Podcast #12: Jarod Burton (Train Efficiently)

Hierarchy of Survival:

“The most important thing about training is being able to breathe in any position that the athlete needs to get into.”

“If breathing is the #1 thing on this hierarchical status, if I don’t first fix that source, then trying to fix everything else with muscular imbalance and vestibular system is going to be a lot harder.”

“The ability to be able to contract all of your muscles at max intensity while still being able to preserve the ability to breathe… that’s the #1.”

End goal of ISOs: Max contraction with correct muscle groups in the correct position while being able to breathe with ease.

Compensation Patterns:

A lot of squatting and deadlifting with stabile spine, externally rotated hips, “gets you as far away from what was intended for the human body (run, move, walk, etc.)”

We want general strength but we get rid of free play movement. “They become stiff and stable instead of more elastic.”

“Once you increase the brain-body awareness (turning off overpowering muscles) and increasing the brain-body awareness of muscles that were shut down perse, you see hypertrophy really fast.”


“What position can you not breathe in?… That’s the position you’re going to hold and you’re going to hold that position until you can actually breathe.”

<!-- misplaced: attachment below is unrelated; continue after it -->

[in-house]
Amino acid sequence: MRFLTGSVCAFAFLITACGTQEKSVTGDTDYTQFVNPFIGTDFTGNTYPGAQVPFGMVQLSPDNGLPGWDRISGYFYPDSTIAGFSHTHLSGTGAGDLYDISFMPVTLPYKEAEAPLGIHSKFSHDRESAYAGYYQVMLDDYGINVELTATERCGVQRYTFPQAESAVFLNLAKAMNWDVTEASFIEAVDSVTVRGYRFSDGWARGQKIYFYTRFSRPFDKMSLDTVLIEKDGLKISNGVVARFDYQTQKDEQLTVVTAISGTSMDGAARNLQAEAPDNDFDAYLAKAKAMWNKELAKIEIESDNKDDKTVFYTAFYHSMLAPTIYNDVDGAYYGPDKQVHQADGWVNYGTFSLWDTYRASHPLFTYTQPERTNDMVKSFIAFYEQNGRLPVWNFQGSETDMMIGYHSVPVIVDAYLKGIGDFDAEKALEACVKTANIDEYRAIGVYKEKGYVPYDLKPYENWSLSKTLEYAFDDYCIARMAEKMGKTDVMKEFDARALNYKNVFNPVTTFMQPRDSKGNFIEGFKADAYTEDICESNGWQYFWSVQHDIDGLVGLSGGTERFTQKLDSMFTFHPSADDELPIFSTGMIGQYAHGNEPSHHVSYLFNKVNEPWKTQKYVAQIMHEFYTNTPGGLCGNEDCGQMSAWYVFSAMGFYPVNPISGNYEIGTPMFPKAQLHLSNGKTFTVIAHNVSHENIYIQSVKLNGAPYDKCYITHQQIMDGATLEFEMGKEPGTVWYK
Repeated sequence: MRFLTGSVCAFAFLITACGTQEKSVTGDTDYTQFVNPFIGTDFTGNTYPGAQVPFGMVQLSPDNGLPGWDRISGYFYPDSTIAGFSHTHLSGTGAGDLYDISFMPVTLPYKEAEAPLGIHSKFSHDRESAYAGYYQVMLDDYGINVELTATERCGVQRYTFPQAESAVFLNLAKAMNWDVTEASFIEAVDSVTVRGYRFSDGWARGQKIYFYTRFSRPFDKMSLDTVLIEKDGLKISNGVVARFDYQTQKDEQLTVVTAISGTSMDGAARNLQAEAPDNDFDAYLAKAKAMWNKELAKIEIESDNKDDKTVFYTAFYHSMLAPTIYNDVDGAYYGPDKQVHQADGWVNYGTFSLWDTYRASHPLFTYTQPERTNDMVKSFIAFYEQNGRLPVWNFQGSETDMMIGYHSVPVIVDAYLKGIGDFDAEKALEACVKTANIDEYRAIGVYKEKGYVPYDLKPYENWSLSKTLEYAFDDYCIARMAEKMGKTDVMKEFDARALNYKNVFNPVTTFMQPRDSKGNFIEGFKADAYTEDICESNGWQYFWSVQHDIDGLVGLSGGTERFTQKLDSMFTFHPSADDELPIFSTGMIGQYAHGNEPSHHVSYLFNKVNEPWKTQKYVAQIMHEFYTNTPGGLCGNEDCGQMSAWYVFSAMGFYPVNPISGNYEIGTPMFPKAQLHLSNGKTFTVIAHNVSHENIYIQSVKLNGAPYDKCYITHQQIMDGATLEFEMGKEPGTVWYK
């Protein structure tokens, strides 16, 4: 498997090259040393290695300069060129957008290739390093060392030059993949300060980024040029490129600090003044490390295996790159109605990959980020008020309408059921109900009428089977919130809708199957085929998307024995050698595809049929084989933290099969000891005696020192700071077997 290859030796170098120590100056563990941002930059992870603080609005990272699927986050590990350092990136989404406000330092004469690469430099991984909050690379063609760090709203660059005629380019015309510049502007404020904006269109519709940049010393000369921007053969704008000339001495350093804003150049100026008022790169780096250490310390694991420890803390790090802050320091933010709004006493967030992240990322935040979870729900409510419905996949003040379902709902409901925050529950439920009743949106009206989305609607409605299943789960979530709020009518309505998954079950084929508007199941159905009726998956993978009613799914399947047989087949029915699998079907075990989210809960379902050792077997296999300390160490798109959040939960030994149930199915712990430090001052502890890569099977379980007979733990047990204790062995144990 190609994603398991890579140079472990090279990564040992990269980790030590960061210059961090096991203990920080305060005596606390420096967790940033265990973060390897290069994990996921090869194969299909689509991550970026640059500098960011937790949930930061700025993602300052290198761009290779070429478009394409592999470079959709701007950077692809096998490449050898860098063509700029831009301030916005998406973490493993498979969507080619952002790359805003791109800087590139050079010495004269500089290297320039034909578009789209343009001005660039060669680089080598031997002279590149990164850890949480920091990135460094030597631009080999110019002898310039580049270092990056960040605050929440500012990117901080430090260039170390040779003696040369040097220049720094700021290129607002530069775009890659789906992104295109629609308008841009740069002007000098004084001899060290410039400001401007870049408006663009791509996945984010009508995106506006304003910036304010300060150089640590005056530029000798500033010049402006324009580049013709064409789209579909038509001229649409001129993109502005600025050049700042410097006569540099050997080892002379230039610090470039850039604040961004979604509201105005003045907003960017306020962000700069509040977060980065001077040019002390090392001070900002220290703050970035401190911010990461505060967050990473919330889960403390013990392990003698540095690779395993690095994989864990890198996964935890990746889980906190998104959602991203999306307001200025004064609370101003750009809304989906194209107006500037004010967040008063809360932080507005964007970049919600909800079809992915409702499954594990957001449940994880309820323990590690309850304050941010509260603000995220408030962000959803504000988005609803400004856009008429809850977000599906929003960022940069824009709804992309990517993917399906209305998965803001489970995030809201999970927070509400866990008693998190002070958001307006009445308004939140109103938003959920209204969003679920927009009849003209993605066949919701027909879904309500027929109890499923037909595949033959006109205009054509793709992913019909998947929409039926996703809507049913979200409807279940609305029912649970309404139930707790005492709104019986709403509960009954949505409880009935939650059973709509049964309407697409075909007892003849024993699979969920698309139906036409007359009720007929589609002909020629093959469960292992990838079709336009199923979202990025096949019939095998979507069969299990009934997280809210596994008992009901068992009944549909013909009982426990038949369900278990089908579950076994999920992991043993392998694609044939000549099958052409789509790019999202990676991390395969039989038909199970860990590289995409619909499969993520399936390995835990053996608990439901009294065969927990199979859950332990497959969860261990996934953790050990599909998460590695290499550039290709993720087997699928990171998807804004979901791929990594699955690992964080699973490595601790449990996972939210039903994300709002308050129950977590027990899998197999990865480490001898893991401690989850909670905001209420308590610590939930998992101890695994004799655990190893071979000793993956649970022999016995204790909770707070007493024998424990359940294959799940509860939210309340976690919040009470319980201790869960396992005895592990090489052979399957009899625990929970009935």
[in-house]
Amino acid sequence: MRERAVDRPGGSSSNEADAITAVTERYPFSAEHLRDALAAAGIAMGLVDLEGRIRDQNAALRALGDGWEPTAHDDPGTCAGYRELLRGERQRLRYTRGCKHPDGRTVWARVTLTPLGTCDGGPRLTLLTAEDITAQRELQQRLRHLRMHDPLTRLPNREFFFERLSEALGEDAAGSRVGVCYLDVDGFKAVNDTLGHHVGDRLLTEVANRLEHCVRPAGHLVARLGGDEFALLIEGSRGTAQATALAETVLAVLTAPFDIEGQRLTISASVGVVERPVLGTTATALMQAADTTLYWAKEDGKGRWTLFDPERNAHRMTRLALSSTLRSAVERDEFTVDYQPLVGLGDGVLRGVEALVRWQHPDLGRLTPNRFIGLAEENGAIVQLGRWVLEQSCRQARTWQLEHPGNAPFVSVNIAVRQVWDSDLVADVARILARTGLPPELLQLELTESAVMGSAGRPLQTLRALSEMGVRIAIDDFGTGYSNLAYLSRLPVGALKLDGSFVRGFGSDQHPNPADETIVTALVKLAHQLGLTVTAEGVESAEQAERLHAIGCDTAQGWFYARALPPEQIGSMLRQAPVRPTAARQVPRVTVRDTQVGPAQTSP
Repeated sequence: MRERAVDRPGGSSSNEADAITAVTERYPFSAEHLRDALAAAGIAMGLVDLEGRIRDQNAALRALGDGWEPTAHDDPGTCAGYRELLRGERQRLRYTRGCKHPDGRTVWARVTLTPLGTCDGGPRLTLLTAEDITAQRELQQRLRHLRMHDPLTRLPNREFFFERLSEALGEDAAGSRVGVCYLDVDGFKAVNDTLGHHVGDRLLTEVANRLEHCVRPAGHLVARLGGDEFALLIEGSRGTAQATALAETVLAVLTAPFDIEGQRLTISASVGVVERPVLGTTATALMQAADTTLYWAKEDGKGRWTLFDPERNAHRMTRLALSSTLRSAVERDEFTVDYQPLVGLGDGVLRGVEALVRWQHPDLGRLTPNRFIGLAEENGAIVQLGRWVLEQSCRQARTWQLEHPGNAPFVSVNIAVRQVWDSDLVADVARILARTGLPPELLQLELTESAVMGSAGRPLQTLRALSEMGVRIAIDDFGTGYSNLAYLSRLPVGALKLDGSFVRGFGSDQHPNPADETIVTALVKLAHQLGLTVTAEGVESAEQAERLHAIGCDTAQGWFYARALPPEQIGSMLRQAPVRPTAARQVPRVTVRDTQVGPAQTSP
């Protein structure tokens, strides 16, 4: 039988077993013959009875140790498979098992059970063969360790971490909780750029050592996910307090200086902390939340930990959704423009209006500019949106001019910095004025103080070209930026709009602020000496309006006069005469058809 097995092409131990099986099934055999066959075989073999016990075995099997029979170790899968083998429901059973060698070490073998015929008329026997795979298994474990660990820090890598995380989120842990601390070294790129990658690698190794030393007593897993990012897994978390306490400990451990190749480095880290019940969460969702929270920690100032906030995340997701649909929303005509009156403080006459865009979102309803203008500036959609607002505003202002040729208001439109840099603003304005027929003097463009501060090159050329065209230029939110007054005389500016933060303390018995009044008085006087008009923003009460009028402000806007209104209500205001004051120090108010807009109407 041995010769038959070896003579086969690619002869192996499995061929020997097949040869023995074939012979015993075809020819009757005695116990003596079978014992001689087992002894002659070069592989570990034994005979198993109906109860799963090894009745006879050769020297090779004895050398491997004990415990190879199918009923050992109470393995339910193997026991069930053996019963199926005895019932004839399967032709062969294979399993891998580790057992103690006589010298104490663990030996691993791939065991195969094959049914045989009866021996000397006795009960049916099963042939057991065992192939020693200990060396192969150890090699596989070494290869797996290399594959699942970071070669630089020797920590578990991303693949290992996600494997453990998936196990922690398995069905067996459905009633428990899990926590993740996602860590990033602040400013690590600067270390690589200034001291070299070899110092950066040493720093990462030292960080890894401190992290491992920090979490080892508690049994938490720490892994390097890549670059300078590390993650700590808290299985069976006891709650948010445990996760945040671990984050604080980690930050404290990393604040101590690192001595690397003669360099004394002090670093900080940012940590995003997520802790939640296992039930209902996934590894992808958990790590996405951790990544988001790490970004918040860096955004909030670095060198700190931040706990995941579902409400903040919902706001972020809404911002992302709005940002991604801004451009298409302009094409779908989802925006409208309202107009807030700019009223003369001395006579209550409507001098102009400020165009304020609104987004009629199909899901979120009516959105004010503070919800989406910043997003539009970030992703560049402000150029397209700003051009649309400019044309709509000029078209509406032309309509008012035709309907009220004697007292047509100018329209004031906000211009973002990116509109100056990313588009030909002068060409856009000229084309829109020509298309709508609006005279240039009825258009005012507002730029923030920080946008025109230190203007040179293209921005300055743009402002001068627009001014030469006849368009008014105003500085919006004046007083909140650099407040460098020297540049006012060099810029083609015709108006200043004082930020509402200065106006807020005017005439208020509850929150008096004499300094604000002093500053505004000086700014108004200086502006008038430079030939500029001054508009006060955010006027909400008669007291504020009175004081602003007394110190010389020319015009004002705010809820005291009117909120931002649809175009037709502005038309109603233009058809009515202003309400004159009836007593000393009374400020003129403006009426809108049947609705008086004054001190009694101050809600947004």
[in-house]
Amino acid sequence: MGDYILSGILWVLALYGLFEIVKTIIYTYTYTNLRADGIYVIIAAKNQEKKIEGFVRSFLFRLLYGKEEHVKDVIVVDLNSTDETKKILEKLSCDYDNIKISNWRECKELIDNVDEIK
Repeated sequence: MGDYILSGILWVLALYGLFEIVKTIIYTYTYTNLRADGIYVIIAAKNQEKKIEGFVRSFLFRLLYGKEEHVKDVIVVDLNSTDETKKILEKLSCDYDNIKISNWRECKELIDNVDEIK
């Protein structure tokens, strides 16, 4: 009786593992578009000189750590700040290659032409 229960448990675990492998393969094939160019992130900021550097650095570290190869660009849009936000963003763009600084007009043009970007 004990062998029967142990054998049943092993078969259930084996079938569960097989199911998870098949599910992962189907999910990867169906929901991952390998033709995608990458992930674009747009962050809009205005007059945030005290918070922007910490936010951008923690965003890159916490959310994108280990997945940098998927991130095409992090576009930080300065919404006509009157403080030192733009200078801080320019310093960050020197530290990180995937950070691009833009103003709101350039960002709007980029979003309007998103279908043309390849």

Other Keys:

Evaluations: “You quickly find that everyone is terrible on the table but then somehow they’re the best athlete in the game.”

“If something is wrong with one of the organ systems, your body is going to use energy to preserve and protect that system over a certain tendon or ligament because it knows it can still run or move or walk without that tendon or ligament.”

13-year old athlete: “Their body naturally torques and coils.”

Senior or college athlete: “Their body has compensated to handle more weight training rather than sports movements.”

Always keep the athletic movements and provide weight training “when necessary.”

Pain that jumps around the body: “That pain probably isn’t structural damage, it’s probably actually something emotional that’s happened in their past.”

Arm Care: “The way that we currently prescribe exercises don’t actually provide enough stress to the body that is mimicking the actual baseball throw.”

“I think a lot of times, we aren’t stressing our athletes good enough.”

“With the weight training, I’m finding that, it’s almost reverse torquing, reverse coiling athletes.”

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